Jules Massenet – Cendrillon
CAST: Cendrillon: Joyce DiDonato, Prince Charmant: Alice Coote, la Fée: Eglise Gutiérrez, Madame de la Haltière: Eva Podleś, Pandolfe: Jean-Philippe Lafort, Noémie: Madeleine Pierard, Dorothée: Kai Rüütel
Royal Opera House Orchestra e Chorus
Chorus master: Renato Balsadonna
Bertrand de Billy, conductor
Stage director: Laurent Pelly
This recording of Jules Massenet’s Cendrillon, visually dark (the lights are low from the second act onwards) and musically melancholic, was performed with great success a few years ago at the Royal Opera House in London with a sumptuous cast and direction.
Joyce DiDonato in the title role shines above everyone. After the glitter of many Rossini’s Cenerentola, this time she sings her quieter “sister” with the charisma that is her own and with an extraordinary ability to express, both musically and scenically, the meekness and submission of the character, who thus imposes on the stage even without resorting to great virtuosity. At DiDonato echoes Alice Coote (the Prince), who is convincing in portraying the bored young man in her first scene and then creates many beautiful duets with the protagonist.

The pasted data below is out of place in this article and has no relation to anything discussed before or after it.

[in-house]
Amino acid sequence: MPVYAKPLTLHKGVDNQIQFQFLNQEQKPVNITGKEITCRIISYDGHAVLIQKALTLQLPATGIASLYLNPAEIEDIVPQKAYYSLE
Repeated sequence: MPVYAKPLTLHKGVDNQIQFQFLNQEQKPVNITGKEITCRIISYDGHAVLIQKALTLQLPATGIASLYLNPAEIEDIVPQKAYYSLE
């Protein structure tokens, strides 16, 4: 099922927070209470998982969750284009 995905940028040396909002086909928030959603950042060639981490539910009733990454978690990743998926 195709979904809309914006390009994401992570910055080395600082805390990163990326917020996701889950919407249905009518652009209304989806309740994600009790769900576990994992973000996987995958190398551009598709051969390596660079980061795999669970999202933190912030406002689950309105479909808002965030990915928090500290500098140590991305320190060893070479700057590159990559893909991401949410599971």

It is always a pleasure to listen to the veteran Eva Podleś as Madame de la Haltière. Podleś, who still sings with firmness and skill at an age when many colleagues have retired for a long time, has an enviable vocal line and surprises every time with her perfect control of the low notes. Her talent as an actress is also remarkable and she is a monstrously comical stepmother, especially considering that the red dress and hairstyle make her look dangerously similar to the Queen of Hearts of Walt Disney’s Alice in Wonderland (was it intentional?).
The sisters, sung by Madeleine Pierard and Kai Rüütel, are also very good and Eglise Gutiérrez is absolutely perfect as the fairy godmother. I do not like Jean-Philippe Lafort (Pandolfe), who seems uncomfortable and is never convincing, spoiling especially his duet with DiDonato.
Bertrand de Billy’s conduction is great and creates a romantic and melancholy atmosphere.